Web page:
The Underground Railroad Text Set

Henry

Henry’s Freedom Box: A True Story from the Underground Railroad (Fiction)
By: Ellen Levine
Illustrated by: Kadir Nelson

Levine, E. Henry’s Freedom Box: A True Story from the Underground Railroad. Kadir Nelson. Scholastic Press, 2007.
http://www.scholastic.com/teachers/book/henrys-freedom-box

Suggested Age of Intended Reader: 8-12 years old. This captivating story of a slave’s exciting escape to freedom captures the reader’s heart and attention with illustrations and emotions that portray true feelings.

Summary: Henry’s Freedom Box takes the reader on an exciting journey and depicts just how far slaves would go to be free. Meet Henry, a plantation slave since he was a young boy knowing no different, but dreams of a better life. As a man, Henry learns that his wife and children were sold to a slave market. Devastated, Henry decides that he will do whatever it takes to be a free man. Henry’s heroic journey is one that is unthinkable; he mails himself to freedom!

Blogging: Using a blog allows you the opportunity to share you thoughts about Henry’s Freedom Box. In addition, you not only can share your thoughts about Henry’s journey, but you can ask questions to other students about something that you are still left wondering. The reader’s response questions give you the chance to reflect on the reading, but also to learn from other students by reading their responses. Remember, we all interpret things differently! This can open up new doors to your own learning and begin great conversations with your peers!

Reader’s Response Questions:

1. Explain why you would or would not want to have Henry as a friend.

2. Henry made a decision to escape slavery. Is this something you would have done? What would you have done differently?

Concluding Remarks

Wow, what a great story, wasn’t it? It’s hard to believe that Henry’s Freedom Box was an actual true story! I’d like you to think about your reader’s response questions and construct your responses on the blog. Take your time and look back at the book if you need to so you can fully support your reader’s response.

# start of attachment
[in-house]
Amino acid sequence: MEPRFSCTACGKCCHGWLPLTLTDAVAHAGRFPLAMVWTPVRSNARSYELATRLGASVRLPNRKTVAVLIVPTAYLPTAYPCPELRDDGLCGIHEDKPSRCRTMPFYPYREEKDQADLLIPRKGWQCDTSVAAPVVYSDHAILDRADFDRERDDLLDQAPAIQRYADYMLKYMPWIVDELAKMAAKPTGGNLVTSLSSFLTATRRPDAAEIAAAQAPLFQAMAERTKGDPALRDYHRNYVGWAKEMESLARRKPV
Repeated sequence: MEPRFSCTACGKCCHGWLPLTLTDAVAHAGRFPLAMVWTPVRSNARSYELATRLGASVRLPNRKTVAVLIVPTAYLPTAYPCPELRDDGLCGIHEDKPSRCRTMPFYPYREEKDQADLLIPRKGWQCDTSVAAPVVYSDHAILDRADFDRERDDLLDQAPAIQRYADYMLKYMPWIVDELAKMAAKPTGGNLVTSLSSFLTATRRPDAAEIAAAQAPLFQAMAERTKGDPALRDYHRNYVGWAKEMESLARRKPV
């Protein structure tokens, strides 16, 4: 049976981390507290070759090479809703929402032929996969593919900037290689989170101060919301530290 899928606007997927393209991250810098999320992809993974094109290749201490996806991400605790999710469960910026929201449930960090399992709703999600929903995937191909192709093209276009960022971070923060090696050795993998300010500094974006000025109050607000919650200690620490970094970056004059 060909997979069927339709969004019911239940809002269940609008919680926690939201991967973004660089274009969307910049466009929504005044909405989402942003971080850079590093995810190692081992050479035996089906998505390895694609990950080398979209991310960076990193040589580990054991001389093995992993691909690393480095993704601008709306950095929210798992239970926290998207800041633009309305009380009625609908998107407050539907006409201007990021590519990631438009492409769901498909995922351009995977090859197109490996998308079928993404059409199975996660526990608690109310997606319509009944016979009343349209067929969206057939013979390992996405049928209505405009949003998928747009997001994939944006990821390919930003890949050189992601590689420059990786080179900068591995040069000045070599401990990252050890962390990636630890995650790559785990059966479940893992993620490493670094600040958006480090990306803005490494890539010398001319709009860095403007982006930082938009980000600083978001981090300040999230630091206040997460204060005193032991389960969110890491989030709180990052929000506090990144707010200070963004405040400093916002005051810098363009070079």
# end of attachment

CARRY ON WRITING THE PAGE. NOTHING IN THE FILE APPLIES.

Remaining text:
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The Underground Railroad (Non-fiction)
By: Ann Heinrichs

Heinrichs, A. The Underground Railroad. Capstone Point Books, 2001.
http://www.capstonepub.com/product/9780756501020

Suggested Age of Intended Reader: 9-12 years old. This non-fiction text is rich in vocabulary and includes with real-life photographs, maps, and flyers during The Underground Railroad time period.

Summary: Ann Heinrichs begins The Underground Railroad by explaining life as a slave on the plantations. She then goes on to tell the stories of real abolitionists and their fight to be free. Heinrichs also includes important dates and people for student’s to use as a point of reference.

Reader’s Response Questions:

1. Using examples from the text, explain why Harriet Tubman was such a well-known abolitionist.

2. We read about Henry “Box” Brown in this book. Explain some similarities and differences between the information given in this book vs. the fiction book Henry’s Freedom Box: A True Story from the Underground Railroad.

Relationship
Henry’s Freedom Box: A True Story from the Underground Railroad and The Underground Railroad share many similar qualities making them a perfect twin text set. By first reading the fiction book and the reader’s getting a sense of life as a slave prepares them for the vocabulary associated with this time period, as presented in the non-fiction text. Using these two text sets to enhance learning and understanding of The Underground Railroad supports learners on a personal connection level as well as an informational level.

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